We exited the auction rate market in the early fall of 2007 and have never experienced a failed auction. Our VRDNs are rated A-1/P-1 and must have a liquidity facility issued by highly rated financial institutions. Our current exposure to VRDN bond insurers is limited to FSA.
 
Our investment portfolios and the earnings from these portfolios have been impacted by the fluctuations in interest rates. During fiscal 2008, the average interest rate earned on our combined funds held for clients and corporate investment portfolios was 3.7% compared with 4.0% for fiscal 2007 and 3.2% for fiscal 2006. The Federal Funds rate decreased 325 basis points in fiscal 2008 and was 2.00% as of May 31, 2008. This compares to an increase in the Federal Funds rate of 25 basis points in fiscal 2007 and 200 basis points in fiscal 2006. A lower Federal Funds rate impacts the average interest rate we earn on our portfolios. While interest rates are falling, the full impact of lower interest rates will not immediately be reflected in net income due to the interaction of long- and short-term interest rate changes.
 
During a falling interest rate environment, the decreases in interest rates decrease earnings from our short-term investments, and over time will decrease earnings from our longer-term available-for-sale securities. Earnings from the available-for-sale securities, which as of May 31, 2008 had an average duration of 2.7 years, excluding the impact of VRDNs tied to short-term interest rates, would not reflect decreases in interest rates until the investments are sold or mature and the proceeds are reinvested at lower rates.
 
The cost and fair value of available-for-sale securities that had stated maturities as of May 31, 2008 are shown below by contractual maturity. Expected maturities can differ from contractual maturities because borrowers may have the right to prepay obligations without prepayment penalties.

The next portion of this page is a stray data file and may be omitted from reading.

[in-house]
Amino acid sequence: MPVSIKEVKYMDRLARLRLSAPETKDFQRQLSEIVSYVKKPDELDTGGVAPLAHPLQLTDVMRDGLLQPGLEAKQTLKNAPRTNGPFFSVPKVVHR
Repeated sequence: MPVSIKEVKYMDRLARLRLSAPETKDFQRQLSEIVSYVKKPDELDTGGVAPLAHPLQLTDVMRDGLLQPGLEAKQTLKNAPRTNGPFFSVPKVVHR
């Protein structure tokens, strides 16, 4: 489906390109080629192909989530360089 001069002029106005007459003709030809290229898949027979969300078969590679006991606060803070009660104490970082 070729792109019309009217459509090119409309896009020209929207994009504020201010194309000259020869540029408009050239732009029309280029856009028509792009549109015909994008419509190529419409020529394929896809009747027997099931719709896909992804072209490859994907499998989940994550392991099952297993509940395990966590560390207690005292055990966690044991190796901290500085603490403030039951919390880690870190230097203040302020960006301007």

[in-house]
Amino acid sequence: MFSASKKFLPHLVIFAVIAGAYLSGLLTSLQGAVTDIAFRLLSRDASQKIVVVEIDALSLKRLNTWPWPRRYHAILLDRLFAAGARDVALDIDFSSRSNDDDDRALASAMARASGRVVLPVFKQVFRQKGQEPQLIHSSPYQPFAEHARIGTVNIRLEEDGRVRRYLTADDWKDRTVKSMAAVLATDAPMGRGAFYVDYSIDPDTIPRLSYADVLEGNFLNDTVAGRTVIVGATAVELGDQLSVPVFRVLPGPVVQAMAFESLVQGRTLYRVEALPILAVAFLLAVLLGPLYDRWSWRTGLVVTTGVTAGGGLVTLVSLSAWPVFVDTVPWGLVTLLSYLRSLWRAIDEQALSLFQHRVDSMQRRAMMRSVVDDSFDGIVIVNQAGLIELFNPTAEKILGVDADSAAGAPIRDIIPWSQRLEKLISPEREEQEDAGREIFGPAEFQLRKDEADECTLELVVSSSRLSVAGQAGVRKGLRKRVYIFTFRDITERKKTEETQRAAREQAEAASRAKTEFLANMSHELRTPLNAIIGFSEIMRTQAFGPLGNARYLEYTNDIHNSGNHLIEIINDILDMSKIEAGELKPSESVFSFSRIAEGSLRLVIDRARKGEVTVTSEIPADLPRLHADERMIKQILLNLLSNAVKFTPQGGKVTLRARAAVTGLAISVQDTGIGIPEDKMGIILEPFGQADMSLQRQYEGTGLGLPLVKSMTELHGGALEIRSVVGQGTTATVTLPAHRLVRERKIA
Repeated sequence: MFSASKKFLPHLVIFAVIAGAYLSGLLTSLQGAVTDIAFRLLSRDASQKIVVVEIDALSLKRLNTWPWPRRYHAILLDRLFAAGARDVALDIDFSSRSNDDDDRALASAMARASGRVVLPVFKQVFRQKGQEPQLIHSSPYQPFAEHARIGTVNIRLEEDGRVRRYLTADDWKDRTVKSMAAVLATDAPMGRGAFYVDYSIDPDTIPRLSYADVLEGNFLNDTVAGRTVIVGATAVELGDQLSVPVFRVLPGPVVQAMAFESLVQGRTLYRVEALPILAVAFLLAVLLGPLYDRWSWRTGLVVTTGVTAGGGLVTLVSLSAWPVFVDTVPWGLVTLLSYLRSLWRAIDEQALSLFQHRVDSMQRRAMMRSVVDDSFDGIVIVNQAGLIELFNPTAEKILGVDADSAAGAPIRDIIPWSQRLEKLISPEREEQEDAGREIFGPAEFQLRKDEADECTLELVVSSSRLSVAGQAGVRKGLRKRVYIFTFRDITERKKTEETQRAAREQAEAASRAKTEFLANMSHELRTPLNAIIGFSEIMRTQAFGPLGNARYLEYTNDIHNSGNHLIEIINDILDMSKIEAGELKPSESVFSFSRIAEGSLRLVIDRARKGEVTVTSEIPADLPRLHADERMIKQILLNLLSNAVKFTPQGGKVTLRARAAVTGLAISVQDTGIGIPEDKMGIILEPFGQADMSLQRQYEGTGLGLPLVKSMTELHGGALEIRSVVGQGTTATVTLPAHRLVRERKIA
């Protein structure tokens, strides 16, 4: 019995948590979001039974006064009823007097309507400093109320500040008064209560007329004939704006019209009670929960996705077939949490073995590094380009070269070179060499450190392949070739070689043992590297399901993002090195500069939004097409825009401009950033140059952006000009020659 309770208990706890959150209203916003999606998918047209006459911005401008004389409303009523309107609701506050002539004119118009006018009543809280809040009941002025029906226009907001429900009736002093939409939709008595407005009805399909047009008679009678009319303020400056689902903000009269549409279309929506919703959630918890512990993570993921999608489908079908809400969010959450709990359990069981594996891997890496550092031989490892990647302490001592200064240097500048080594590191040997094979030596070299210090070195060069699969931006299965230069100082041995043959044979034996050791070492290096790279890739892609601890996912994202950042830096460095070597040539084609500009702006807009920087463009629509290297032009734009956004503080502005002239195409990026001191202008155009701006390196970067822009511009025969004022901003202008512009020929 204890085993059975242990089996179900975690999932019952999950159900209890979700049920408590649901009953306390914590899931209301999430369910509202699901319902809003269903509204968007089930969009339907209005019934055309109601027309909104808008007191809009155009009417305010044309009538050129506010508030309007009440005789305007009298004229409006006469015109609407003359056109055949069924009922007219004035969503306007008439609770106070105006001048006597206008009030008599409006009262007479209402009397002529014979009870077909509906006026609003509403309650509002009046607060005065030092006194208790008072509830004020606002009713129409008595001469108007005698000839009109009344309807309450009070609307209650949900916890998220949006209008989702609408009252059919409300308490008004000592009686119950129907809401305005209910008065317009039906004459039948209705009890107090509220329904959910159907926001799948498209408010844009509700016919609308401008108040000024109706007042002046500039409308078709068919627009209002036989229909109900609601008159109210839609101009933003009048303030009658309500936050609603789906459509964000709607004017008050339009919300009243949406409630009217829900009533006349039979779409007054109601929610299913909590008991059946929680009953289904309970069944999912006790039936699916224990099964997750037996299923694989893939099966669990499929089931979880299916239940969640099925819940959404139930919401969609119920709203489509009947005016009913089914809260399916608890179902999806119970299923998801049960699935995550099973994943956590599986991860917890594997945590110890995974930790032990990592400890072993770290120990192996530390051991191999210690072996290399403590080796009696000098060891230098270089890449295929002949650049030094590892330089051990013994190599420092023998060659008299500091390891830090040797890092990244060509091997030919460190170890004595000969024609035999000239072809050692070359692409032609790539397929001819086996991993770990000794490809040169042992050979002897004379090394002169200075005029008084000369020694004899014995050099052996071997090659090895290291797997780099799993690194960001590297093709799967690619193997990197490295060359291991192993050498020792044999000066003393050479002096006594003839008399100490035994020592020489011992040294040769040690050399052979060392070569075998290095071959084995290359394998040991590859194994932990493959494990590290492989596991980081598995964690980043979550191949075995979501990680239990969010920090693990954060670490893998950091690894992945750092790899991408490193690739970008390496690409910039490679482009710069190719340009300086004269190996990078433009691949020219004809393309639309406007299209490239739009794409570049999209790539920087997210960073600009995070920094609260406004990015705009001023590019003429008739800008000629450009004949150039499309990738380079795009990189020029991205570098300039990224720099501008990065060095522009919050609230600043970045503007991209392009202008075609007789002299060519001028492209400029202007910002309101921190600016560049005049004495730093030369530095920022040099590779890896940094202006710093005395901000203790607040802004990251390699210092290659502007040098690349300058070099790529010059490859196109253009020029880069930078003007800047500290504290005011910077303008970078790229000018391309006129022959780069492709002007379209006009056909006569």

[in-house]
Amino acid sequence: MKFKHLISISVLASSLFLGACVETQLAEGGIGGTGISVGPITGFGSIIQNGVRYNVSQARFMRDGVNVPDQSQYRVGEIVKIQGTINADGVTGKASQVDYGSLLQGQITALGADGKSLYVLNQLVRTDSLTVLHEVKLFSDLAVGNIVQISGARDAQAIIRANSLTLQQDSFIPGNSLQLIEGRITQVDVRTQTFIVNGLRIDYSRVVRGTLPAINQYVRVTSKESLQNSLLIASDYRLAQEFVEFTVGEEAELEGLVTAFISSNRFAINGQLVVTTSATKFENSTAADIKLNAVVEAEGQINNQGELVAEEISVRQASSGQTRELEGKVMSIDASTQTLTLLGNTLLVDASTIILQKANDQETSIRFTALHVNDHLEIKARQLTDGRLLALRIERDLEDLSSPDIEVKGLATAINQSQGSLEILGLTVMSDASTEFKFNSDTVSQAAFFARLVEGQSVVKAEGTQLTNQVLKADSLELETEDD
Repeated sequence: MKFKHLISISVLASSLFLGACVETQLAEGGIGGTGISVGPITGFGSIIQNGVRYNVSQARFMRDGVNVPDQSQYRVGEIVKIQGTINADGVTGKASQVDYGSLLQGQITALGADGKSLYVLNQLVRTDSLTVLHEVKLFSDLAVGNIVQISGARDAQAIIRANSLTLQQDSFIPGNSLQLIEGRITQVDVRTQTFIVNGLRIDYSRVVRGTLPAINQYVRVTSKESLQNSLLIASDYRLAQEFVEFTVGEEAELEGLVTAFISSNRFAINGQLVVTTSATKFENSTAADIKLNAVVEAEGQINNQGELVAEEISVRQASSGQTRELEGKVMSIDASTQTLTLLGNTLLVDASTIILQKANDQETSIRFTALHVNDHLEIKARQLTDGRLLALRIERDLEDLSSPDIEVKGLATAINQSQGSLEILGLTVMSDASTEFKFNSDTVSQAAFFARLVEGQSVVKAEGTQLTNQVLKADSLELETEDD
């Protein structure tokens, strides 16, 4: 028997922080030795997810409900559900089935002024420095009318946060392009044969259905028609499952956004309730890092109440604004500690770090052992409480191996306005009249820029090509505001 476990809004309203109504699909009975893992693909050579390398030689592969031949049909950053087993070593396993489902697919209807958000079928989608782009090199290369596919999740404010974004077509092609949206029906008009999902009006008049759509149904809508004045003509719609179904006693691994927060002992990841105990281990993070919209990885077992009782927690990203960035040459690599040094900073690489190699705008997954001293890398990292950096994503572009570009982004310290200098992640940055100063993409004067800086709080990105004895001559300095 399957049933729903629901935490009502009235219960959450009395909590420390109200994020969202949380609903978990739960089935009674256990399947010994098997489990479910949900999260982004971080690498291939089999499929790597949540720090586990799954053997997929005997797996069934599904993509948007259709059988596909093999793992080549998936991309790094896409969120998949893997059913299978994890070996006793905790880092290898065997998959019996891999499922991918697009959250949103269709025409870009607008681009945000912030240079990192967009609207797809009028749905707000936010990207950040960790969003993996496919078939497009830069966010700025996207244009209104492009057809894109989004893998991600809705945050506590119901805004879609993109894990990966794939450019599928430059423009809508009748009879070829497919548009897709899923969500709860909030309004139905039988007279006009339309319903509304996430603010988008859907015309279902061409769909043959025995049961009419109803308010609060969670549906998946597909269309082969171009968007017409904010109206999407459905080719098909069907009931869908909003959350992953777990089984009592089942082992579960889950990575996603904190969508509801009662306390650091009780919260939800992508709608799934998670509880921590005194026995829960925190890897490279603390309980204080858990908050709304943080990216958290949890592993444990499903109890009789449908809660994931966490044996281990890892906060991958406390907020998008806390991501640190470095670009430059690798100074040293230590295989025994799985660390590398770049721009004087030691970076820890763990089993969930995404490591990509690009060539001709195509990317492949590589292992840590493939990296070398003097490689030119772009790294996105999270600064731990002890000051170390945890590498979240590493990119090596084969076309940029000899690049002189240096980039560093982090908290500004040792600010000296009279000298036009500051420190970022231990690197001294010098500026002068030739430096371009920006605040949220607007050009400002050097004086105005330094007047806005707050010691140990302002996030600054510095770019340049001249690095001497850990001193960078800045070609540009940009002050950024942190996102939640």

May 31, 2008  
In millions
  Cost     Fair value  
 
Maturity date:
               
Due in one year or less
  $ 230.9     $ 231.7  
Due after one year through three years
    689.8       699.0  
Due after three years through five years
    501.3       509.2  
Due after five years
    1,906.8       1,913.6  
                 
Total
  $ 3,328.8     $ 3,353.5  
                 
 
VRDNs are primarily categorized as due after five years in the table above as the contractual maturities on these securities are typically 20 to 30 years. Although these securities are issued as long-term securities, they are priced and traded as short-term instruments because of the liquidity provided through the tender feature.


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The following table summarizes the changes in the Federal Funds rate over the past three fiscal years:
 
                         
    2008     2007     2006  
 
Federal Funds rate — beginning of fiscal year
    5.25 %     5.00 %     3.00 %
Rate increase:
                       
First quarter
          0.25       0.50  
Second quarter
    (0.75 )           0.50  
Third quarter
    (1.50 )           0.50  
Fourth quarter
    (1.00 )           0.50  
                         
Federal Funds rate — end of fiscal year
    2.00 %     5.25 %     5.00 %
                         
Three-year “AAA” municipal securities yields — end of fiscal year
    2.65 %     3.71 %     3.65 %
 
Calculating the future effects of changing interest rates involves many factors. These factors include, but are not limited to:
 
  •  daily interest rate changes;